Glittering pink quartzite 50 stories high split by a babbling creek is an unexpected sight in the vast plains of South Dakota. Despite being the second smallest state park in the state, Palisades attracts hikers, fishers, paddlers, campers, and rock climbers. It is known as one of the best places to rock climb in the world because it has no anchors or bolting.
A geologist’s paradise, Palisades contains catlinite, or pipestone. This mineral is used by local Indigenous groups to make calmuets, ornately-decorated tobacco pipes used in traditional ceremonies. There are several quarries on the 157-acre park still being used for just that! The formations at Palisades are over 1.2 billion years old.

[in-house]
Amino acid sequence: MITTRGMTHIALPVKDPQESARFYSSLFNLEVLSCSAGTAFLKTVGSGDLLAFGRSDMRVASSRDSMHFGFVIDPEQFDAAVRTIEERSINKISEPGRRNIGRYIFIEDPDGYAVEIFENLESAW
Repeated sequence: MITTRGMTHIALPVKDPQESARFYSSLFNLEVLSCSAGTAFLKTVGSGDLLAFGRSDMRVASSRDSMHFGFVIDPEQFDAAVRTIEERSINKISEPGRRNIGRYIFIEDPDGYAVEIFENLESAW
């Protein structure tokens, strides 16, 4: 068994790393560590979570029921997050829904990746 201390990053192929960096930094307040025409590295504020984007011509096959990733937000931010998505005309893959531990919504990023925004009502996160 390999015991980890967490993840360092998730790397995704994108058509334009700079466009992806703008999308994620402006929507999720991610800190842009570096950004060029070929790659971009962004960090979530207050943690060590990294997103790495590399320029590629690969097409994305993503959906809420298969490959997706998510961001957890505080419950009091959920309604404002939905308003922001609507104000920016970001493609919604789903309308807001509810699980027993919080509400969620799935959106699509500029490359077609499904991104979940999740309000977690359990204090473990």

The power of Split Rock Creek (the bisecting creek of Palisades) has been used by pioneers since the 1800s as a mill. Low-quality silver was even found in the creek. The steel truss bridge that crosses Palisades is now on the National Register of Historic Places.